SCG Breaks Ground on Heating, Cooling, On-site Power Generation System
At a ground-breaking ceremony for a new $1.8 million central energy plant at its Pico Rivera facility, SCG officials said the new plant will save the company $250,000 a year in energy costs through the use of a micro-turbine that generates 75 kilowatts (kW) of electricity and a “super-efficient” natural gas absorption chiller that provides hot water for space heating and chilled water for cooling.
The central energy plant represents the first energy system in the western United States that will receive co-funding from a new U.S. Department of Energy (DOE) program promoting energy efficiency. The new system is expected to be operational by October 2001.
“At [Southern California Gas], we take energy efficiency and conservation seriously, and encourage our customers to do the same,” said Edwin A. Guiles, chairman of SCG. “Like all businesses, we are looking at ways to reduce our costs to heat and cool our facilities.
“Through the use of new and exciting natural gas technologies, we will not only significantly reduce our costs, but the electricity we don’t pull off the grid will be available for others to use.”
This year alone, SCG said it has reduced the amount of electricity used in its facilities by more than 12% over last year.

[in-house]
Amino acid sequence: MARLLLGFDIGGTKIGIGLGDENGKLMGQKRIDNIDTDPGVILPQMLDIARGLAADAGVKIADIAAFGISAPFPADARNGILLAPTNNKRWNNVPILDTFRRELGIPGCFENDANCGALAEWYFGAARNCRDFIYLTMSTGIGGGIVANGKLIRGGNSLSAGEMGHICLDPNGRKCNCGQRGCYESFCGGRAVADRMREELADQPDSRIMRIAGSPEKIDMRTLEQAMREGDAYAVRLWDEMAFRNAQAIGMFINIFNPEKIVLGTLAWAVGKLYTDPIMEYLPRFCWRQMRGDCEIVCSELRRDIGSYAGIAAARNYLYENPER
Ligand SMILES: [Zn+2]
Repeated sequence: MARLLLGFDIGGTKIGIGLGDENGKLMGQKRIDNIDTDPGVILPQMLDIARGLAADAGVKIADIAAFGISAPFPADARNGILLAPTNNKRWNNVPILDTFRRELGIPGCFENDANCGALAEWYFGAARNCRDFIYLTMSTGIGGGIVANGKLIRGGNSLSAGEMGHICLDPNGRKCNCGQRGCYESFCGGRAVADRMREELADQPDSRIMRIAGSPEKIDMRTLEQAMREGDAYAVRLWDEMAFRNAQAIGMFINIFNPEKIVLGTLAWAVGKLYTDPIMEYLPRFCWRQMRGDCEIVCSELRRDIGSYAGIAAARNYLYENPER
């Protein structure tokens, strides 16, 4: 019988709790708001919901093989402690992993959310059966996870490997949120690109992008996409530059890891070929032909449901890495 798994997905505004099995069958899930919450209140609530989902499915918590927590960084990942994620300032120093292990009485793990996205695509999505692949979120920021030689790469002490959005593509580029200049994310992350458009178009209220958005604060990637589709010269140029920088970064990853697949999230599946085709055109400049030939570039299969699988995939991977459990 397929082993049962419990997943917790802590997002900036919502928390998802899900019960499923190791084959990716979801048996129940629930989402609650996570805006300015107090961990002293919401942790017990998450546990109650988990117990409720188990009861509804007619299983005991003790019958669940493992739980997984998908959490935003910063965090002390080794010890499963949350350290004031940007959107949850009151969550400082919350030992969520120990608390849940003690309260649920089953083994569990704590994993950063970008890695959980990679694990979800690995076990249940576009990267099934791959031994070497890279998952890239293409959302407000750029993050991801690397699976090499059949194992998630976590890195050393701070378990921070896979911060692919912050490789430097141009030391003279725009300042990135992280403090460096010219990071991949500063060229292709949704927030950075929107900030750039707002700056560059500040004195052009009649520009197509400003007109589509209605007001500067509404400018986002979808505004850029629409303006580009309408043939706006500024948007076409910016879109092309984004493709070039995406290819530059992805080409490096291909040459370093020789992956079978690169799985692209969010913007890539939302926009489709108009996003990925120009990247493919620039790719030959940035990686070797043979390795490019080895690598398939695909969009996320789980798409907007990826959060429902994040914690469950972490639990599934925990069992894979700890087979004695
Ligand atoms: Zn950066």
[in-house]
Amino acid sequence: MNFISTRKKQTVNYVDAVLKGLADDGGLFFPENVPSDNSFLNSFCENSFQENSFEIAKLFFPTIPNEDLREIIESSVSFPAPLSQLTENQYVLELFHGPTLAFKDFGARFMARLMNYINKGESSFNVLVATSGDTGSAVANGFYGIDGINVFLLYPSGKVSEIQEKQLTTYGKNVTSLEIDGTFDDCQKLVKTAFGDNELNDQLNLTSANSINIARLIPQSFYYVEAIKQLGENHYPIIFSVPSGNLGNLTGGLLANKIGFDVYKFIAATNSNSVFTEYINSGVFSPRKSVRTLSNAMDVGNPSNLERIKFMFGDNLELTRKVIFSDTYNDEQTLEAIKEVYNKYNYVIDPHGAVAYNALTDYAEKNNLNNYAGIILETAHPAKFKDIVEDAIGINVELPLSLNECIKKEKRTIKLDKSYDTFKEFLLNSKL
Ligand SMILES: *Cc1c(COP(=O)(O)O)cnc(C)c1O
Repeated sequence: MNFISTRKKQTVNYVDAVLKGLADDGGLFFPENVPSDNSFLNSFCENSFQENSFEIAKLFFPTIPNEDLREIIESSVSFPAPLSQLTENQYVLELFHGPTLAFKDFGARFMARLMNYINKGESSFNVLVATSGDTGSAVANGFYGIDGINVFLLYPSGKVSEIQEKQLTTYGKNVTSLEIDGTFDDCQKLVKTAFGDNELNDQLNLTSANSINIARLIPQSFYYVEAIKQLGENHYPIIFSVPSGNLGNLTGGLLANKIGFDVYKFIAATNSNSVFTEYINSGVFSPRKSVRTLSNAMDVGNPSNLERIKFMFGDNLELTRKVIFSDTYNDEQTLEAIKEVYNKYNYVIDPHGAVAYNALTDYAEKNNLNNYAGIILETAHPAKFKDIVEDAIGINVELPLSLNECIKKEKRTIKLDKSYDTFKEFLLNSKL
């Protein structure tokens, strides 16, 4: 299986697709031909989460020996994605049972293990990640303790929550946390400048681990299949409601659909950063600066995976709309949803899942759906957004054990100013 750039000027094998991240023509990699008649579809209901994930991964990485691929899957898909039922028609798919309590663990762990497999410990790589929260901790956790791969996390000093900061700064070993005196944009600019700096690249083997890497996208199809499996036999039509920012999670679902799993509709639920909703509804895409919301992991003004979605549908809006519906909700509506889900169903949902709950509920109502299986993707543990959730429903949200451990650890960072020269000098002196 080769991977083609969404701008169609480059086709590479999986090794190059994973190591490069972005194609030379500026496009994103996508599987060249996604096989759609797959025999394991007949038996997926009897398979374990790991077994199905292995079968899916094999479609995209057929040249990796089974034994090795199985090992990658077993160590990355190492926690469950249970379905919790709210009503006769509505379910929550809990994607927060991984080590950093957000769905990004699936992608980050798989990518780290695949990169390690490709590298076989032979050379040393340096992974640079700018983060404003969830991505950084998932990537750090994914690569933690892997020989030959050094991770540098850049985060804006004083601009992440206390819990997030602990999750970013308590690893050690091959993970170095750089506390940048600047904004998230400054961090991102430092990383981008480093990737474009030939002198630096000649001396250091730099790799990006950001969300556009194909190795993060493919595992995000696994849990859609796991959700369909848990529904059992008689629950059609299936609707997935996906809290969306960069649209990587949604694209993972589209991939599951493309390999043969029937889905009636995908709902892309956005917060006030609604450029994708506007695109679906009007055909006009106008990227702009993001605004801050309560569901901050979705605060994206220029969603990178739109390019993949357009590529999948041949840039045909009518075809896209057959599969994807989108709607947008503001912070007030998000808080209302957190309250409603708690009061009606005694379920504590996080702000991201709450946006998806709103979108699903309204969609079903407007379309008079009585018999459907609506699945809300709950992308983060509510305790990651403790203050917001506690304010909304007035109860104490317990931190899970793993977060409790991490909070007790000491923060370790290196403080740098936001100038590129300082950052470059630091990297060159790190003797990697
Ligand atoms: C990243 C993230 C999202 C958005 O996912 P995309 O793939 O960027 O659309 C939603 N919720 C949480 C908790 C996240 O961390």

Although the absorption chiller and the micro-turbine offer significant cost savings and environmental advantages on their own, the new DOE program underlines how these two units produce greater efficiencies by working together, Guiles said.
The gas-fired Honeywell micro-turbine, which needs cool inlet air to run at its top efficiency, will receive cool air throughout the year from the absorption chiller. The micro-turbine produces few emissions.
The Broad 330-ton absorption chiller will be partially driven by the waste heat from the micro-turbine. The resulting system will be very high in overall efficiency, reduce electric power needs on hot days, and be low in emissions, said SCG.
According to the utility, the chiller will be the first in California manufactured by a division of Broad Air Conditioning, considered one of the world’s largest manufacturer of gas-absorption air conditioning. Gas-fired absorbers do not use CFCs. The new chiller will replace an electric unit that needed a costly change to a new refrigerant that doesn’t contain CFCs.
The central energy plant will replace a 25-year-old system of chiller units, cooling towers, and boilers that now provide heating and cooling at three buildings at the Pico Rivera site, which houses the company’s engineering analysis center, meter repair shop, and other diversified functions.
Neilsen-Dillingham Builders will construct the project, which was designed by a team that included personnel from Sempra Energy, SCG, Loring-Cruz, and Donn C. Gilmore and Associates.
SCG said the DOE plans to showcase this project, so others can learn the potential for using an integrated on-site power generation, heating, and cooling approach.
Publication date: 07/09/2001